Don't Forget the Undecided Voters

Apparently it has become my mission in life to try to persuade my fellow Republicans and conservatives, not to mention the voting public at large, to stop believing polls that supposedly show Barack Obama "winning" the race for president over John McCain, despite the fact that the actual election has not yet taken place. 

In a recent article, I pointed out the fundamental inaccuracy (and bias) that results from how the polls are constructed (and, I should have added, implemented), how the polls are "weighted" (e.g., by assuming that Democrats or blacks or younger voters will vote in disproportionately large numbers this year), and how the media accounts -- or rather, fails to account -- for the polls' "margin of error."  This last point is critical because most polls show that the "gap" between the candidates is within the reported margin of error, meaning that "in reality" McCain might be "winning" the race.


But there is another crucial issue that the media routinely overlooks when reporting polls:  undecided voters.  For example, consider the Fox News/Opinion Dynamics poll  from October 10.  The Fox News headline reads:  "Obama Maintains Lead Over McCain."  The poll shows Obama leading McCain by 46% to 39% among registered voters nationwide.  Moreover, the margin of error for this polls is +/- 3 points, which means that Obama's lead is larger than the poll's margin of error. 

But note the real message of this poll:  Neither Obama nor McCain garners majority support, and 15% of voters remain undecided.  That's huge.

Consider another example, the Reuters/C-Span/Zogby poll  from October 19.  This poll shows Obama leading McCain by 47.8% to 45.1% among likely voters nationwide.  The reported margin of error for the poll is +/- 2.9 points, larger than the gap between the candidates.  But, again, note that the poll includes 7.1% undecided voters.

(Of course, the wide variability in the many published polls should be another clue that they should not taken too seriously.)  

The race between Obama and McCain will be determined by how these undecided voters (not the core supporters of the Democratic and Republican candidates) decide to "break."  The polls, by definition, cannot tell us how these voters are going to vote. As one of this election's leading clichés has it, Obama seems to have a hard time closing the deal.

The bottom line, once more, is that the election will not be decided until the American people go to the polls on November 4 and actually cast their votes.  For the reasons I've stated previously, I predict  that most voters, ultimately, will pull the lever for McCain.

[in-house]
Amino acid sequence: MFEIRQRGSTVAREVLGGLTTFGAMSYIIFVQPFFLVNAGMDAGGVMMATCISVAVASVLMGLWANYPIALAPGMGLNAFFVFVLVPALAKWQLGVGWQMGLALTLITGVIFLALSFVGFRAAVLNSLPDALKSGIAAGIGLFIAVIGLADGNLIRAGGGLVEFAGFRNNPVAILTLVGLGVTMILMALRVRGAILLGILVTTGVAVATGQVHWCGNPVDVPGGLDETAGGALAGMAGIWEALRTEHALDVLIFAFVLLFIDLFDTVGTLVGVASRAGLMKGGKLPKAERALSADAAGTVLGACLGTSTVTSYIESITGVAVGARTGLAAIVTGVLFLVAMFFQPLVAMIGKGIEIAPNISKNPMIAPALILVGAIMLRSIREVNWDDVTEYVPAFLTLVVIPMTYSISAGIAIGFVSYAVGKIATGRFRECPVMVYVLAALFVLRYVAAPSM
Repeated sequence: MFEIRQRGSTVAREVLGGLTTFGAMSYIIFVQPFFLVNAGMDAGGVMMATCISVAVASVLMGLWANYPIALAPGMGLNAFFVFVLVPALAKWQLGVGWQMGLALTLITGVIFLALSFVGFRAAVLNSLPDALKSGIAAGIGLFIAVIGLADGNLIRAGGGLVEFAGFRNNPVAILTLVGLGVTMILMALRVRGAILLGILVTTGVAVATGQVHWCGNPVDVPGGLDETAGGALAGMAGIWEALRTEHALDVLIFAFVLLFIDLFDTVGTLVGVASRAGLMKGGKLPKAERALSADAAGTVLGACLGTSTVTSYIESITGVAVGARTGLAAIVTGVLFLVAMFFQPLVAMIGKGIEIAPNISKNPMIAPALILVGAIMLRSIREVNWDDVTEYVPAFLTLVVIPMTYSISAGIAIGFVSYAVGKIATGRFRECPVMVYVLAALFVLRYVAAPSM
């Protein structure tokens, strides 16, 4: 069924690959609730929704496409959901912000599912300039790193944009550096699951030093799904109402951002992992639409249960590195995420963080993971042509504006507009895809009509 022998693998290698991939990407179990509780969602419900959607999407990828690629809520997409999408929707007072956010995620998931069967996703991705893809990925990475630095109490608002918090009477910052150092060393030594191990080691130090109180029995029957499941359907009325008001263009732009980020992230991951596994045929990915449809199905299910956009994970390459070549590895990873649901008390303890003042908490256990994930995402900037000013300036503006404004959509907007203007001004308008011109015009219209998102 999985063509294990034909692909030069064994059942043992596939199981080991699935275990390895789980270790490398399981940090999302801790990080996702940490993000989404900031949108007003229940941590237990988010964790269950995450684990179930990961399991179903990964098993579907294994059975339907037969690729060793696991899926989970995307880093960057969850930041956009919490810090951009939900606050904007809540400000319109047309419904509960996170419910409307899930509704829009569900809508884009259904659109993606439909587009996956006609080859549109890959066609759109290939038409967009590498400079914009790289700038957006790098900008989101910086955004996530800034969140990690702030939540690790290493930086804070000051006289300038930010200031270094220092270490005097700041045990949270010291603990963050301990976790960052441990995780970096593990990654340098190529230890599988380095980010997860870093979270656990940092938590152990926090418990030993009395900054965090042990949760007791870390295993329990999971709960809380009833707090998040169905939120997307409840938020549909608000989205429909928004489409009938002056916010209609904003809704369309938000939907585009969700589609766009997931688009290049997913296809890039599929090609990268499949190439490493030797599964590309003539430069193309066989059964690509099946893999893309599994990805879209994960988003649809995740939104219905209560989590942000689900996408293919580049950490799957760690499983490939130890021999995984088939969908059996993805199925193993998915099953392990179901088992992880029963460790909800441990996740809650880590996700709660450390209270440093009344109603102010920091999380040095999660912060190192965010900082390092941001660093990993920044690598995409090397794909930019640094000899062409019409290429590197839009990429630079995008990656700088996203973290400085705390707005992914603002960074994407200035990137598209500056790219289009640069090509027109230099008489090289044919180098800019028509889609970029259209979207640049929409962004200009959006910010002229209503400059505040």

Steven M. Warshawsky is an attorney  in New York City. 
Apparently it has become my mission in life to try to persuade my fellow Republicans and conservatives, not to mention the voting public at large, to stop believing polls that supposedly show Barack Obama "winning" the race for president over John McCain, despite the fact that the actual election has not yet taken place. 

In a recent article, I pointed out the fundamental inaccuracy (and bias) that results from how the polls are constructed (and, I should have added, implemented), how the polls are "weighted" (e.g., by assuming that Democrats or blacks or younger voters will vote in disproportionately large numbers this year), and how the media accounts -- or rather, fails to account -- for the polls' "margin of error."  This last point is critical because most polls show that the "gap" between the candidates is within the reported margin of error, meaning that "in reality" McCain might be "winning" the race.


But there is another crucial issue that the media routinely overlooks when reporting polls:  undecided voters.  For example, consider the Fox News/Opinion Dynamics poll  from October 10.  The Fox News headline reads:  "Obama Maintains Lead Over McCain."  The poll shows Obama leading McCain by 46% to 39% among registered voters nationwide.  Moreover, the margin of error for this polls is +/- 3 points, which means that Obama's lead is larger than the poll's margin of error. 

But note the real message of this poll:  Neither Obama nor McCain garners majority support, and 15% of voters remain undecided.  That's huge.

Consider another example, the Reuters/C-Span/Zogby poll  from October 19.  This poll shows Obama leading McCain by 47.8% to 45.1% among likely voters nationwide.  The reported margin of error for the poll is +/- 2.9 points, larger than the gap between the candidates.  But, again, note that the poll includes 7.1% undecided voters.

(Of course, the wide variability in the many published polls should be another clue that they should not taken too seriously.)  

The race between Obama and McCain will be determined by how these undecided voters (not the core supporters of the Democratic and Republican candidates) decide to "break."  The polls, by definition, cannot tell us how these voters are going to vote. As one of this election's leading clichés has it, Obama seems to have a hard time closing the deal.

The bottom line, once more, is that the election will not be decided until the American people go to the polls on November 4 and actually cast their votes.  For the reasons I've stated previously, I predict  that most voters, ultimately, will pull the lever for McCain.

Steven M. Warshawsky is an attorney  in New York City.